Similarly, KUKA.C++ provides a C++ API for creating robot applications on the KRC. It allows C++ programs to run tasks like starting and stopping motions, reading inputs, and running KRL code. The C++ code can run alongside KRL programs, enabling a mix of C++ modules and KRL modules.

By supporting Java and C++ in addition to KRL, KUKA provides flexibility for programmers to use their preferred language based on the use case. For most industrial automation tasks, KRL remains the ideal option. But for certain segments like research and scientific applications, Java and C++ capabilities allow for advanced customization and control.

Teach Pendant Programming

Teach pendants provide a way to program industrial robots without using a textual programming language. A teach pendant is a handheld control unit that connects to the robot controller. It has buttons and a display screen that allows the operator to jog the robot arm, record points, and program motions.

To program using a teach pendant, the operator guides the robot by hand to the desired positions and orientations. These points are recorded into the controller memory. The robot can then play back this taught sequence of motions. Many teach pendants also allow inserting additional commands or logic like loops and conditionals.

Teach pendants are ideal for many common industrial robot applications where repeatability of a simple motion is needed. The ability to quickly re-teach points makes it easy to adapt to small changes in a process. However, for advanced applications that require a lot of customization or optimization, textual languages like Python provide more flexibility and power. Many robot programmers utilize a combination of teaching points as well as writing supplementary code.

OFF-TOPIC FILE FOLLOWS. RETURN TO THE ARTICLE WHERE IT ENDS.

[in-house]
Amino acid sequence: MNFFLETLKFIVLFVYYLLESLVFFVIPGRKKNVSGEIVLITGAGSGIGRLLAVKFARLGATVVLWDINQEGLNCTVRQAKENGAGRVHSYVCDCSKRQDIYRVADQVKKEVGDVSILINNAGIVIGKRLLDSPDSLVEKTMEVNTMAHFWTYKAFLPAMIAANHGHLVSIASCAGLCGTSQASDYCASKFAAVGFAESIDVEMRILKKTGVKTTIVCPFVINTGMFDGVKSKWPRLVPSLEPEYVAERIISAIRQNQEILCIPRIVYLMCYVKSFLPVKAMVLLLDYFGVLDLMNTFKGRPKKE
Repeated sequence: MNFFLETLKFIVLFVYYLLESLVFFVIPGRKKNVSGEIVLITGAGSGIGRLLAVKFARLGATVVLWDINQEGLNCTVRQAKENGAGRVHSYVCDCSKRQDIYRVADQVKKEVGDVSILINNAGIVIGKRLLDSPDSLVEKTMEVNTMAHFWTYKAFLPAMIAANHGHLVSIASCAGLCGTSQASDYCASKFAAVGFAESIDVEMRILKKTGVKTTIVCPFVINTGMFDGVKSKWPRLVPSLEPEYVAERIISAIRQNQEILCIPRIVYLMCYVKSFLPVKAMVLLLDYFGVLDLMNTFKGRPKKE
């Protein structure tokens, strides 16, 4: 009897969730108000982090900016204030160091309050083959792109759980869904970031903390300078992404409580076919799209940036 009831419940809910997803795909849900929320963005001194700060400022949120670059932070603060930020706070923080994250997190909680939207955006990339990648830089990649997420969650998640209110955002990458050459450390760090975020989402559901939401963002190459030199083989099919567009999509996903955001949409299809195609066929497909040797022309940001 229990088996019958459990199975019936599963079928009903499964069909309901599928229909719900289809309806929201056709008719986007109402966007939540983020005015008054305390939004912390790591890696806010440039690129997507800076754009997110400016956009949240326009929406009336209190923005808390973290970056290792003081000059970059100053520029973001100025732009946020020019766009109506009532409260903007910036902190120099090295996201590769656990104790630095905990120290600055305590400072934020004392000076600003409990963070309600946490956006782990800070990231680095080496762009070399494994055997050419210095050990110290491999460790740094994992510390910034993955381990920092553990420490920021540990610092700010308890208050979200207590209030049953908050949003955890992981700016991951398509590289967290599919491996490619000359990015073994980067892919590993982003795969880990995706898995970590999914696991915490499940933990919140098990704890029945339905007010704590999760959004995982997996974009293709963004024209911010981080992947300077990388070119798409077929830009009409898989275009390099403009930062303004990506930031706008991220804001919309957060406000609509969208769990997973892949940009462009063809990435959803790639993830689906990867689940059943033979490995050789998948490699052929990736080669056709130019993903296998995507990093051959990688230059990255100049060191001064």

Both ABB and KUKA support programming using a teach pendant, which is currently the most common programming method in robots.

Future of Robot Programming

The future of industrial robot programming is trending towards more intuitive, accessible methods that open up automation to a wider audience. Some key trends shaping the future of robot programming include:

AI Integration: Artificial intelligence and machine learning techniques are being integrated into industrial robots and controllers. This includes AI programming assistants that can automatically generate robot code from task demonstrations or design specifications. There are also capabilities like machine vision that enable robots to adapt their motions based on real-time sensor data. These AI and learning capabilities will make programming more high-level and abstracted from the complexities of controlling joint motors and coordinate transformations.

New Programming Paradigms: There is active research into new programming paradigms more suited for robotics, moving beyond using general purpose programming languages. These include graphical dataflow programming, teaching by demonstration, simulation-based programming, and model-based programming. The goal is to allow robot behavior to be specified more intuitively for non-programmers. Programming may also move towards a modular building block approach, where pre-built skills and functions can be combined instead of coding from scratch.


Robot programming is advancing beyond manual code creation towards more intuitive, simplified and accessible methods. This will enable faster deployment of automation and make robotics technology available to a broader range of industries and users. The complexity will be increasingly handled behind the scenes by AI and software abstractions.